It is with great sadness that the Evelyn Waugh Society announces the death on 11 December in Erie, Pennsylvania of our founder and renowned Waugh scholar, Dr. John Howard Wilson, Jr. He was 53.
An obituary of Dr. Wilson by Dr. Gayatri Devi, a colleague of his at Lock Haven University, can be found here.
The Complete Works of Evelyn Waugh project notes Dr. Wilson’s passing here.
An obituary of Dr. Wilson published in the Erie Times-News can be found here.
Dr. Wilson (second from left) with members of the EWS at Combe Florey in August 2011
Two well-known Waugh scholars have collaborated on a detailed study of Waugh’s War Trilogy. Their long-awaited work, In the Picture: The Facts Behind the Fiction in Evelyn Waugh’s “Sword of Honor,” was recently published by Editions Rodopi B.V. (Amsterdam and New York, 360 pp., U.S. $98.73, U.K. £70.20). It consists of two parts. The first by Carlos Villar Flor relates the actual historical facts to the events described in Waugh’s trilogy. The second by Donat Gallagher places into context earlier and controversial interpretations of Waugh’s war career from writers such as Christopher Sykes, Antony Beevor, Lord Lovat and Waugh himself by comparing them to more objective and complete accounts in other archival materials now available.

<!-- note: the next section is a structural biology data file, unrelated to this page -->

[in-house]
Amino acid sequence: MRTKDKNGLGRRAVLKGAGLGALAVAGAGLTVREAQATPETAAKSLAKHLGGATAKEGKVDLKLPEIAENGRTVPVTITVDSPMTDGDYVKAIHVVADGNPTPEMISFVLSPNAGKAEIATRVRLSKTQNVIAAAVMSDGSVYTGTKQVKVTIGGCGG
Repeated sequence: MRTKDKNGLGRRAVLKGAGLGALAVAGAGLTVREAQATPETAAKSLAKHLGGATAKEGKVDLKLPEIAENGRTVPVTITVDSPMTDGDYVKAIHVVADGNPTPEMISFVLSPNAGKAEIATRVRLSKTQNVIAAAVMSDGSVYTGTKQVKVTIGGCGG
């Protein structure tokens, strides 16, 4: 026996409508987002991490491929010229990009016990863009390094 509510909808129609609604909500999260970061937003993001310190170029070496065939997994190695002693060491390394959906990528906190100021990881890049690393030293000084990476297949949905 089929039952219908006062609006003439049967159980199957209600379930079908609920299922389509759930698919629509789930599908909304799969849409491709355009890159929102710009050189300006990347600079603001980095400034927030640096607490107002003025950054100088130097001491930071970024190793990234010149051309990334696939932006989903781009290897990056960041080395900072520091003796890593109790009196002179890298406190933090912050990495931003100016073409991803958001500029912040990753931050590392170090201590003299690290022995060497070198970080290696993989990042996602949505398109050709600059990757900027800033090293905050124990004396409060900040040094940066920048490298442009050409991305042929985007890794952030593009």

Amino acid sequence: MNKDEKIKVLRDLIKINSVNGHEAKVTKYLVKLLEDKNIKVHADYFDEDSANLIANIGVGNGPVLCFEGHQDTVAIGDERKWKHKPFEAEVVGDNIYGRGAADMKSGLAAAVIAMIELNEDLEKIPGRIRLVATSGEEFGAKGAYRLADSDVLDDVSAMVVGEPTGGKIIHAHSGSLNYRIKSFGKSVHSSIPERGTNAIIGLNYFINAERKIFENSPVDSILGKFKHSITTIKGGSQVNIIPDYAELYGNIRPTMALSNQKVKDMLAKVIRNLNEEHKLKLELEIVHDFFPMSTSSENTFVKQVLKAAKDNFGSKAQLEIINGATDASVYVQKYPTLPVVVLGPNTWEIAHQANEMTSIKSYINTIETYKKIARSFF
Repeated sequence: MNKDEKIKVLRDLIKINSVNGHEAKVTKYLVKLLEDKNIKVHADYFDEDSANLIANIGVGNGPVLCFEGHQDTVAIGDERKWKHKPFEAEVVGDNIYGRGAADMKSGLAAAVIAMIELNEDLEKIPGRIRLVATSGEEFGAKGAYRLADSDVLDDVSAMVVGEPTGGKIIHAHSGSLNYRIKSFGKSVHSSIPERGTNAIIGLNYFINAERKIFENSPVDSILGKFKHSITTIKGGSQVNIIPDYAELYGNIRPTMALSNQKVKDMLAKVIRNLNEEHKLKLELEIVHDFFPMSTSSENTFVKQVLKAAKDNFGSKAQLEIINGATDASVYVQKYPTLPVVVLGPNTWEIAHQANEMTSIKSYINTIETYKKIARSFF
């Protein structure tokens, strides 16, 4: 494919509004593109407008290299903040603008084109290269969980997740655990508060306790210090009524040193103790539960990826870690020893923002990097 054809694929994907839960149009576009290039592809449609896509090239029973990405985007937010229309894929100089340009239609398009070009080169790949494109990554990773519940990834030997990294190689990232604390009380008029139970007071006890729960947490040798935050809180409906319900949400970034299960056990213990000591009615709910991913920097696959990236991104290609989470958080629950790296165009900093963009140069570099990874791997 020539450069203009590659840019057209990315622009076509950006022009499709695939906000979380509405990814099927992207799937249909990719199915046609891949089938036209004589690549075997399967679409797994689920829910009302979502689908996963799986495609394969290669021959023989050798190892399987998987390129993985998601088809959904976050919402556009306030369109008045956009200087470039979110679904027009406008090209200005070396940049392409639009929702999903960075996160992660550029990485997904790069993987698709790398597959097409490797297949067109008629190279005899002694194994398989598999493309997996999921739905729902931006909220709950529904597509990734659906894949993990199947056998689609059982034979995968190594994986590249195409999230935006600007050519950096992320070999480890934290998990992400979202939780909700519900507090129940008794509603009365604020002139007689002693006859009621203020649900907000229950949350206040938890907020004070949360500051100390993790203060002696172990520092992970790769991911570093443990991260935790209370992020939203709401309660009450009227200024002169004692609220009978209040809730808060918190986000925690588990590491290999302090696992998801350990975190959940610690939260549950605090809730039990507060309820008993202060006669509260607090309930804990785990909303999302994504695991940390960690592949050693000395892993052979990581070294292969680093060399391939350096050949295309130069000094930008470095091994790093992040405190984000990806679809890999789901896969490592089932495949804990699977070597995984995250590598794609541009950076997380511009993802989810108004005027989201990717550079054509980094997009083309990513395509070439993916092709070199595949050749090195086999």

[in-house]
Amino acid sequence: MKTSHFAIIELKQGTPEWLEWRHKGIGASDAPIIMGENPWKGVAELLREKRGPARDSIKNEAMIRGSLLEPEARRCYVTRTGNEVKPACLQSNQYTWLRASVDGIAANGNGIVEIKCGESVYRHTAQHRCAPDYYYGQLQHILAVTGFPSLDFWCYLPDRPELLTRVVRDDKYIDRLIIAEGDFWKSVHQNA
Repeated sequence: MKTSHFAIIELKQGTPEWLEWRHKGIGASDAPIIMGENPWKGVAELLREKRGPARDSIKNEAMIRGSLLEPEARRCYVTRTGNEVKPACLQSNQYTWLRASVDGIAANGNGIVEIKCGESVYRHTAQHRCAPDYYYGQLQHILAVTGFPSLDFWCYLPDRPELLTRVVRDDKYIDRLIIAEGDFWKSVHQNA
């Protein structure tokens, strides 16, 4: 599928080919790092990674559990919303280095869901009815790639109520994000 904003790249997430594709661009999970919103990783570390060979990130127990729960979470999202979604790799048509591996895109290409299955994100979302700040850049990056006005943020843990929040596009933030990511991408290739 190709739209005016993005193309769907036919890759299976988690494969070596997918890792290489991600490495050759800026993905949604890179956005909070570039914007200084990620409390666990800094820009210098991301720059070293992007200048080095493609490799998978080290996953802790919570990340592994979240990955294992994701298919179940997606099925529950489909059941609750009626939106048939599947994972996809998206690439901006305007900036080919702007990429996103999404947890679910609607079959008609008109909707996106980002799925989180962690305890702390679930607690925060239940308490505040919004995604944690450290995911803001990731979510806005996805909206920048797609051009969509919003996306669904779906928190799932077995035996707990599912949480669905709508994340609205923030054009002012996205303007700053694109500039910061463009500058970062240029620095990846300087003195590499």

Waugh’s Sword of Honour Trilogy was listed by the Daily Telegraph earlier this year among “Best War and History Books of All Time.” The list consisted of 35 books, including both fiction and history in English and translation. Here is the entry for Sword of Honour: